Leopards of Iran – Under threat
An endangered subspecies, the Persian leopard was once abundant across most mountain and forest habitats in Iran, but it is now one of the rarest species of carnivores in the country. Recent surveys have revealed that around 65% of the wild population of the Persian leopard in western Asia exist in Iran. Moreover, despite of poaching and habitat reduction, the range of the leopard is still known to include large areas of Iran, and it is guessestimated that there are about 550-850 leopards still surving in the country. Presently, there are a number of mountainous areas throughout Iran where the leopards live, but various threats have resulted in formation of small, probably isolated population
Wildlife of Iran
Poaching threatening survival
Despite recent efforts to study the leopards in Iran, the Persian leopard is the least studied subspecies of all wild leopards, which makes development of effective conservation strategies difficult. There are concerns that the animal is lurching towards extinction, as it is in a majority of West Asian countries where the Persian leopard still exists. Of 8 wild cat species still known to survive in Iran, It has the highest annual mortality, mainly due to hunting and poaching (Investigations have proved that several dozens are poachedevery year). Sadly, this magnificent cat has disappeared from a number of its former habitats and has a gloomy future in its remaining refuges.
|It is thought that there may be 5-800 leopards |
surviving in Iran today. Photo credit Iranian
Leopards in the Iranian Caucasus
According to the last status assessment, 10-20% of leopards living in Iran occur in NW Iran, in the Caucasus ecoregion. More than 10 areas have been confirmed as holding leopards; mainly in reserves run by the Iranian Department of Environment. A recent investigation of the diet of Persian leopards conducted by the Iranian Cheetah Society (ICS) in northern Iran revealed that predation on livestock leads to high levels of conflict with local people which in turn is the main cause of mortality for Persian leopards, even within protected areas. Presently, genetic investigation is ongoing on the Persian leopards, and various research and educational efforts aimed at conserving the species in Iran are underway.
Read more about leopards in The Caucasus.
Year of the leopard
Conservation of the Persian leopard is one of the essential goals of the Iranian Cheetah Society (ICS) which has been planned and implemented since 2005 within a number of pilot leopard hot-spot habitats. The Year of Leopard is aimed at improving the conservation of the Persian leopard within its main habitats through the follwing objectives:
- Conducting research on its ecology within a number of habitats;
- Implementation of genetic studies to assess possible issues within small isolated populations;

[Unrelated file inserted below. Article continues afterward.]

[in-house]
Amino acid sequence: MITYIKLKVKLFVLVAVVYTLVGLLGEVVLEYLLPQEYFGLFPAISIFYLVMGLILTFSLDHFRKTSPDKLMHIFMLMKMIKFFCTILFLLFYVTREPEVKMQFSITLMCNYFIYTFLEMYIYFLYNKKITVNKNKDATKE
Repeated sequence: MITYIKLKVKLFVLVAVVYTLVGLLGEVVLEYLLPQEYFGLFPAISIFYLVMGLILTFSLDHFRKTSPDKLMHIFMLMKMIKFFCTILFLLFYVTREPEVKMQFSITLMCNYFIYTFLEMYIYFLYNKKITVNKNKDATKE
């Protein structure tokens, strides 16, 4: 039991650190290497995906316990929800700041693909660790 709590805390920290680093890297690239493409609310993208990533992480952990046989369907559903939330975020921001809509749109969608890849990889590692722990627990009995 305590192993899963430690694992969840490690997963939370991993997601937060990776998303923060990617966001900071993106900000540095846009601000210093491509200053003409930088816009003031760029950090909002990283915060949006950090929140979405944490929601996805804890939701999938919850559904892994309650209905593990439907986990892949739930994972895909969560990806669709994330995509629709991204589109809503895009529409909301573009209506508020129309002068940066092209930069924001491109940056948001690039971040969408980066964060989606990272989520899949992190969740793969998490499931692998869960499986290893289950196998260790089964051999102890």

- Training game guards on technical skills (e.g. tracking, camera trapping, sampling, census, etc.)
- Capacity building among university students through holding field workshops in the field and organizing them to conduct research projects within different leopard habitats;
- Negotiation with decision-makers and high-ranked governmental bodies in charge of wildlife conservation in the country in order to share research outcomes and to find solutions for problematic areas/animals;
- Public awareness campaigns within local communities;
- Producing a documentary movie about the leopard's life in Iran to be broadcasted via national and international TV;
- Publishing outcomes nationally and internationally in order to increase the scientific community's knowledge on the leopard status and ecology.
An Invaluable Opportunity to Save the Leopards
According to Persian calendar, 2010 is Year of Leopard in Iran which undoubtedly is a unique opportunity to establish comprehensive conservation efforts for this vanishing big cat. Social events can normally attract social attention toward conservation from the general population as well as high-ranked decision-makers. The Iranian Cheetah Society (ICS) has had a highly successful conservation drive for the Asiatic cheetah through celebrating Cheetah Day (31 August) since 2007 and now, we believe that the time is ripe for the leopard that must not be allowed to disappear.
More information required.
The ICS has proposed to the Iranian community to celebrate this event to save the leopards and a number of activities and plans have been developed. Public knowledge on the leopards in Iran is poor, resulting in significant poaching of the creature in various parts of the country. Additionally, scientific data is not sufficient to properly plan any conservation measures which will need to be addressed. The governmental agencies involved in wildlife conservation need to learn more about the leopards in order to manage the predator more effectively.
Iranian Cheetah Society
The Iranian Cheetah Society (ICS), an Iranian, non-profit NGO established in Aug 2001, works to save the last Iranian cheetahs,. The society was founded by three young enthusiastic students of natural resources. With their five years experience in studying the cheetah before its official establishment, ICS has made remarkable progress in its activities to save the cheetah in Iran. ICS is based in Tehran and has 300 members from all over the country.
Go to the website of the Iranian Cheetah Society